Unregulated economic growth could lead to irreversible environmental destruction

Unchecked economic ambition could result in irreversible environmental destruction and disastrous economic and health consequences, according to a new landmark report issued by a group of world-leading health and environmental experts, including two Harvard T.H. Chan School of Public Health professors.

The report, Environmental Health in Emerging Markets, was launched July 5, 2017 at the Emerging Markets Symposium 2017. The symposium was an academic initiative of Green Templeton College, University of Oxford and was timed to coincide with the start of the G20 meeting in Hamburg, Germany.

The report authors challenged political and business leaders to alter the perception that environmental initiatives discourage economic growth and to invest in low-carbon and health-friendly economies.

Ana Langer
, professor of the practice of public health and head of the School’s Women and Health Initiative, and Rifat Atun, professor of global health systems, contributed to the report.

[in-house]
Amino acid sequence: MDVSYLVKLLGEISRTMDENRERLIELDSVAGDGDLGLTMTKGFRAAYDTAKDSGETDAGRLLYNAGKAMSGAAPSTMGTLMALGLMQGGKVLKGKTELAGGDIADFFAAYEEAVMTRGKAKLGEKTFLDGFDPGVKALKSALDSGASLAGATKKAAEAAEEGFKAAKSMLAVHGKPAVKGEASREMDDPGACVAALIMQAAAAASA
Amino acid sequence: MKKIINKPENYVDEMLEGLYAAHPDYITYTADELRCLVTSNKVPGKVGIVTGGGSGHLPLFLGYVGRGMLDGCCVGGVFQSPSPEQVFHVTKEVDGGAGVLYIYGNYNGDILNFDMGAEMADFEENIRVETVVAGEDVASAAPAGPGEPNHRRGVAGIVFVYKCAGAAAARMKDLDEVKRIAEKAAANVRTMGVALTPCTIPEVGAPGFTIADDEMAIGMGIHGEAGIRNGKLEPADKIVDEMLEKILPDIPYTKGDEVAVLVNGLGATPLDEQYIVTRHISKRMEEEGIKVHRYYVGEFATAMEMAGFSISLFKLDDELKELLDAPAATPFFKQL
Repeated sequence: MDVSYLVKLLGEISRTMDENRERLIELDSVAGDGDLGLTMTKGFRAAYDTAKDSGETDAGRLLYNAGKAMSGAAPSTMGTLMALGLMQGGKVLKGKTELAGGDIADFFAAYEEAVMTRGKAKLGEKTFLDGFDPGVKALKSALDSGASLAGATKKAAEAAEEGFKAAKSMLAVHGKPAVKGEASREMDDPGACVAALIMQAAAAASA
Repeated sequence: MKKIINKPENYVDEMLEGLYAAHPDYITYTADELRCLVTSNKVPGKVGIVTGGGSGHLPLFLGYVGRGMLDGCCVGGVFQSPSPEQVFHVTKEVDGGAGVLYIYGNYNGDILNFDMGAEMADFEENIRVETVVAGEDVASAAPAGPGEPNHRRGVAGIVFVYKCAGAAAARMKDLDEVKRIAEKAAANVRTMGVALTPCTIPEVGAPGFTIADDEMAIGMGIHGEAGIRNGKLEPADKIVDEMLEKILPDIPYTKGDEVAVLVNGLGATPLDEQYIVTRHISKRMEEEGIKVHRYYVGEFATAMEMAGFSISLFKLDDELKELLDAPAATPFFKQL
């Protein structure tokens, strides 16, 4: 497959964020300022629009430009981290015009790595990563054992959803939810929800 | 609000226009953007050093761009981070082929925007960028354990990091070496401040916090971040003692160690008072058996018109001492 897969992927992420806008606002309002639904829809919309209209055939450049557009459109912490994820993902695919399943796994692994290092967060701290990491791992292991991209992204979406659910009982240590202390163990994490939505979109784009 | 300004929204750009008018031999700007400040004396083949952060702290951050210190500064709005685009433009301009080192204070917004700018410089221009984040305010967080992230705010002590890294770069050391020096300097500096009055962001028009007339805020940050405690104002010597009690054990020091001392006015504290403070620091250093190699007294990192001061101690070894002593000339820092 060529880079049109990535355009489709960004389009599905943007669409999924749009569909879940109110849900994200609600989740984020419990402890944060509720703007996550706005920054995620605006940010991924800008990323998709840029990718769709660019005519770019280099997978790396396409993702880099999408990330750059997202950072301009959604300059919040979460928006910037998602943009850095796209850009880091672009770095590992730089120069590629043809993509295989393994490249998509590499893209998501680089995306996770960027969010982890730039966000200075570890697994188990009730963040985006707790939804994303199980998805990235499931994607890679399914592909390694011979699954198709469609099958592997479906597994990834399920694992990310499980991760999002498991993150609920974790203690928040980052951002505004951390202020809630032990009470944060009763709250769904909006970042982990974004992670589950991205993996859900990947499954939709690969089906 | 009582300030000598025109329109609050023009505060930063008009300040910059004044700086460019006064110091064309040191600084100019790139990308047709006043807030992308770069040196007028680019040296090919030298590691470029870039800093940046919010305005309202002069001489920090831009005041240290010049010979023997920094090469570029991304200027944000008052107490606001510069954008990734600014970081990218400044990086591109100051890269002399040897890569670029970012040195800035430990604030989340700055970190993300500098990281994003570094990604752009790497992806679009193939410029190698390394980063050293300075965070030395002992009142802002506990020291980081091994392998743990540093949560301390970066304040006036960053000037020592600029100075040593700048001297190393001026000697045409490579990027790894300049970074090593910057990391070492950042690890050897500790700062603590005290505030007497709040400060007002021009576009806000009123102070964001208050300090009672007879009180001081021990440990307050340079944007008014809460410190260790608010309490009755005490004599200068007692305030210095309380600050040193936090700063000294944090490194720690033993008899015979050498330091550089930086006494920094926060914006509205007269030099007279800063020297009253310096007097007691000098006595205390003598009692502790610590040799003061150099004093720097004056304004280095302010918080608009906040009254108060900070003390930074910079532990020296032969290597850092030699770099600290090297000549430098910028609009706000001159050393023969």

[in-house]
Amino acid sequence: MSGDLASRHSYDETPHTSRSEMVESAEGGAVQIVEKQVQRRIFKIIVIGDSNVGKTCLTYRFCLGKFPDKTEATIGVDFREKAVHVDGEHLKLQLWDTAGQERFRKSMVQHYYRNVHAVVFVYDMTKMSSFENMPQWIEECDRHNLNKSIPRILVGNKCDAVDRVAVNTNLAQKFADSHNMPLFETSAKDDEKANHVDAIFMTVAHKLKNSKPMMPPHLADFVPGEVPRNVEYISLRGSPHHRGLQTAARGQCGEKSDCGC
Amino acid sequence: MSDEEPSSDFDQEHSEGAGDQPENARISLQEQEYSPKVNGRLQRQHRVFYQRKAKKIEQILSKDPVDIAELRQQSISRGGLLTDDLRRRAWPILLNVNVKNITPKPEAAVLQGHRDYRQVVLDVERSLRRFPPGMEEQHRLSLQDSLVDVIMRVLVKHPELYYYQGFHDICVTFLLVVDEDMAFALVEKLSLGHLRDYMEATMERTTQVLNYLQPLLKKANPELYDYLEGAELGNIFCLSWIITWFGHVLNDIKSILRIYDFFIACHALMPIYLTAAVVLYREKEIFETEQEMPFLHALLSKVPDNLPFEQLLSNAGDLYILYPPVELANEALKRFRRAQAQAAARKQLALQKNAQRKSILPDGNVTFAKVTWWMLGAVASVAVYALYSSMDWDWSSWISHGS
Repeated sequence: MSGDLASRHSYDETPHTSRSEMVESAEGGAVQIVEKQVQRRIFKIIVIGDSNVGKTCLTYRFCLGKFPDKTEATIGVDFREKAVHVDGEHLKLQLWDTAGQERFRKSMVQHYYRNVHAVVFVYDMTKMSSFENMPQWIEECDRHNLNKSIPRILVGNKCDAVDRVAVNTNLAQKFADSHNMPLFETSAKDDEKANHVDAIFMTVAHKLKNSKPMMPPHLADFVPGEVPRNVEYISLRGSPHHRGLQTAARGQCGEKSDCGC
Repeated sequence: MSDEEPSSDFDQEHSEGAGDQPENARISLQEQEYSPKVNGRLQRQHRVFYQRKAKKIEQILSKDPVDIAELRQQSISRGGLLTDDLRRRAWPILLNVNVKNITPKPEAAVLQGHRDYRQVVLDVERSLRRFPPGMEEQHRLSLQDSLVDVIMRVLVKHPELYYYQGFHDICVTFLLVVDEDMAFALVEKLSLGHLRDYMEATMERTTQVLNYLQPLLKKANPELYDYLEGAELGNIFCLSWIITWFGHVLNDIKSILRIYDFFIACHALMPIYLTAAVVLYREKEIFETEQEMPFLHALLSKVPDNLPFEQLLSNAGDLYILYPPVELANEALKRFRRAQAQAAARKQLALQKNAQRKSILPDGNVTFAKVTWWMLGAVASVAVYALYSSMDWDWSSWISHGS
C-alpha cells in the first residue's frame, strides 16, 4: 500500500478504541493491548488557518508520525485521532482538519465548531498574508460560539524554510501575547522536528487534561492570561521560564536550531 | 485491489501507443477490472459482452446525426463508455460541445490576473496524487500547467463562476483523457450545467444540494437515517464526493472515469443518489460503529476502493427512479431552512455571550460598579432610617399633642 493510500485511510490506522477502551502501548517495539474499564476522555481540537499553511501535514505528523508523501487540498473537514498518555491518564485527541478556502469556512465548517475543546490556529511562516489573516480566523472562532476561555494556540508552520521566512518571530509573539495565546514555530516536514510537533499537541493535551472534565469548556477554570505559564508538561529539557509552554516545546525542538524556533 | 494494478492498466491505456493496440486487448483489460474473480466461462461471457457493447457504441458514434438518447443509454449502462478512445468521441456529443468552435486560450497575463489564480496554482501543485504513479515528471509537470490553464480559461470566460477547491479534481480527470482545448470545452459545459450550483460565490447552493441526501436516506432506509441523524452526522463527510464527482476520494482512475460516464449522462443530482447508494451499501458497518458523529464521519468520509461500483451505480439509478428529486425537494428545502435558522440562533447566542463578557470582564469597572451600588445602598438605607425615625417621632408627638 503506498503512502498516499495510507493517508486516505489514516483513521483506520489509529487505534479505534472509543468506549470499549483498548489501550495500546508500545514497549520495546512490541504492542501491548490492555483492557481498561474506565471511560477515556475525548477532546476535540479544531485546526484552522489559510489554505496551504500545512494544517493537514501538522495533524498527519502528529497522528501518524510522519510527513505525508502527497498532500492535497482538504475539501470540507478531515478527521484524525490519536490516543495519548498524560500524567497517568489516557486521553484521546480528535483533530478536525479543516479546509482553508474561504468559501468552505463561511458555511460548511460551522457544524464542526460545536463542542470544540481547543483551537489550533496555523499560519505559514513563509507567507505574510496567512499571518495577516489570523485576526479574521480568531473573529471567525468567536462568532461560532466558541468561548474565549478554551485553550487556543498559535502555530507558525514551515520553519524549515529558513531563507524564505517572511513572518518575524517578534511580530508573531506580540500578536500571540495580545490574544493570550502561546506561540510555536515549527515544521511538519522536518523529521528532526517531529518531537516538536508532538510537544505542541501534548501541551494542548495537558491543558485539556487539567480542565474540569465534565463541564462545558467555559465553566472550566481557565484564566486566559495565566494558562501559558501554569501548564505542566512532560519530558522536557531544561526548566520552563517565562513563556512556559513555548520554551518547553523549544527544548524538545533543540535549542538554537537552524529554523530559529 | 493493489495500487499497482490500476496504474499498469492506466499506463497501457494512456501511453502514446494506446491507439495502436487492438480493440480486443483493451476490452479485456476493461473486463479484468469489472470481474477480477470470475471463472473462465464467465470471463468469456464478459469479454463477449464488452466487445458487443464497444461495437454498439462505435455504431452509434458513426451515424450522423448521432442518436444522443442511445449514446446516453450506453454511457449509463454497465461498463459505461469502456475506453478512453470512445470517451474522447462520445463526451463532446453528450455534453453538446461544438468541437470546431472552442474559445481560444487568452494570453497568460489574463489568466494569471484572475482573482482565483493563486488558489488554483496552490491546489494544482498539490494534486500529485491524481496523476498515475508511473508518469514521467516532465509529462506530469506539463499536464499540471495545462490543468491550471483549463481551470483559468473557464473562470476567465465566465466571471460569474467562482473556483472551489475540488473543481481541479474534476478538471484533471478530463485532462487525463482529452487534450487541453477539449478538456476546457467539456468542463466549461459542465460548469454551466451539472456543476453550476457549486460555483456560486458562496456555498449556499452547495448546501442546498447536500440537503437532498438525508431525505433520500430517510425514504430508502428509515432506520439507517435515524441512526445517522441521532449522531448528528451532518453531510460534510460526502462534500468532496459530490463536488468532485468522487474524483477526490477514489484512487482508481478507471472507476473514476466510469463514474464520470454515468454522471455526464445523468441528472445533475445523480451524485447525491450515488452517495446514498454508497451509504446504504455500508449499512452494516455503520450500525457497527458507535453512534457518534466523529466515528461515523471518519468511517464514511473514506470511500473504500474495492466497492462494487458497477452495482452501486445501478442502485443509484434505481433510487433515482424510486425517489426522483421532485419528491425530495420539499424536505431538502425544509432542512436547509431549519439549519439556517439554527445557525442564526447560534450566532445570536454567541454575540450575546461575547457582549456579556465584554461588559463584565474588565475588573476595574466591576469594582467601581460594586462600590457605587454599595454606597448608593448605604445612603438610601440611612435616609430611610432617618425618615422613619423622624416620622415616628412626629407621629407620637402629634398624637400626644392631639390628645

According to the report:

  • More than one death in seven worldwide is the consequence of environmental pollution, which is the single greatest cause of disease and death in poorer countries.
  • Air pollution accounts for over 6 million deaths worldwide: In 2015, outdoor air pollution was responsible for more than 4 million deaths, over 50% of which occurred in China and India, and an additional 2.8 million deaths occurred as a result of household air pollution.
  • The World Bank estimated that, in 2013, air pollution cost the world economy some US$225 billion in lost labor income.

Read the Emerging Markets Symposium press release: World’s leading experts warn of irreversible environmental destruction and disastrous economic and health consequences of unregulated economic ambition